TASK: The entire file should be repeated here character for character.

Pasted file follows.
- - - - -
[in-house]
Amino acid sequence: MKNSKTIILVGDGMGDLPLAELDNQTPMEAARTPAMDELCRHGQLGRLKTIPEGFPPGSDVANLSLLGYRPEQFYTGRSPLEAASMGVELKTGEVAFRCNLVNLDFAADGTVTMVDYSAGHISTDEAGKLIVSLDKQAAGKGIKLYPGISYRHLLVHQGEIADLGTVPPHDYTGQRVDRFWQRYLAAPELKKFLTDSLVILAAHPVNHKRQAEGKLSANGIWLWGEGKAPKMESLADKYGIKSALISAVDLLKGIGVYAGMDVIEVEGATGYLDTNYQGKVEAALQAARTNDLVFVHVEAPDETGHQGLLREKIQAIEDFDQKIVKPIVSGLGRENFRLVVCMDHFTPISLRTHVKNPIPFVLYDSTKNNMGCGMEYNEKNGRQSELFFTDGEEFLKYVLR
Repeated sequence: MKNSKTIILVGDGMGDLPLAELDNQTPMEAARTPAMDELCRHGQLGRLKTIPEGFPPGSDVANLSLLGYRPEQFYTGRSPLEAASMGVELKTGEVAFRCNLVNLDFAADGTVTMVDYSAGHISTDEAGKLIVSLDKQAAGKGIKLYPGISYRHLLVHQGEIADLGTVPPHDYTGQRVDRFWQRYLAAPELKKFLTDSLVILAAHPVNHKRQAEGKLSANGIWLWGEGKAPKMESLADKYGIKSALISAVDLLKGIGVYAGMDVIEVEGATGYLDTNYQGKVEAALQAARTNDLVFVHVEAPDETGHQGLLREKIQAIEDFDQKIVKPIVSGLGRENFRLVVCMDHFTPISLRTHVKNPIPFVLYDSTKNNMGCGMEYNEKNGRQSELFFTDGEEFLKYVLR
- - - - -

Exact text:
[in-house]
Amino acid sequence: MKNSKTIILVGDGMGDLPLAELDNQTPMEAARTPAMDELCRHGQLGRLKTIPEGFPPGSDVANLSLLGYRPEQFYTGRSPLEAASMGVELKTGEVAFRCNLVNLDFAADGTVTMVDYSAGHISTDEAGKLIVSLDKQAAGKGIKLYPGISYRHLLVHQGEIADLGTVPPHDYTGQRVDRFWQRYLAAPELKKFLTDSLVILAAHPVNHKRQAEGKLSANGIWLWGEGKAPKMESLADKYGIKSALISAVDLLKGIGVYAGMDVIEVEGATGYLDTNYQGKVEAALQAARTNDLVFVHVEAPDETGHQGLLREKIQAIEDFDQKIVKPIVSGLGRENFRLVVCMDHFTPISLRTHVKNPIPFVLYDSTKNNMGCGMEYNEKNGRQSELFFTDGEEFLKYVLR
Repeated sequence: MKNSKTIILVGDGMGDLPLAELDNQTPMEAARTPAMDELCRHGQLGRLKTIPEGFPPGSDVANLSLLGYRPEQFYTGRSPLEAASMGVELKTGEVAFRCNLVNLDFAADGTVTMVDYSAGHISTDEAGKLIVSLDKQAAGKGIKLYPGISYRHLLVHQGEIADLGTVPPHDYTGQRVDRFWQRYLAAPELKKFLTDSLVILAAHPVNHKRQAEGKLSANGIWLWGEGKAPKMESLADKYGIKSALISAVDLLKGIGVYAGMDVIEVEGATGYLDTNYQGKVEAALQAARTNDLVFVHVEAPDETGHQGLLREKIQAIEDFDQKIVKPIVSGLGRENFRLVVCMDHFTPISLRTHVKNPIPFVLYDSTKNNMGCGMEYNEKNGRQSELFFTDGEEFLKYVLR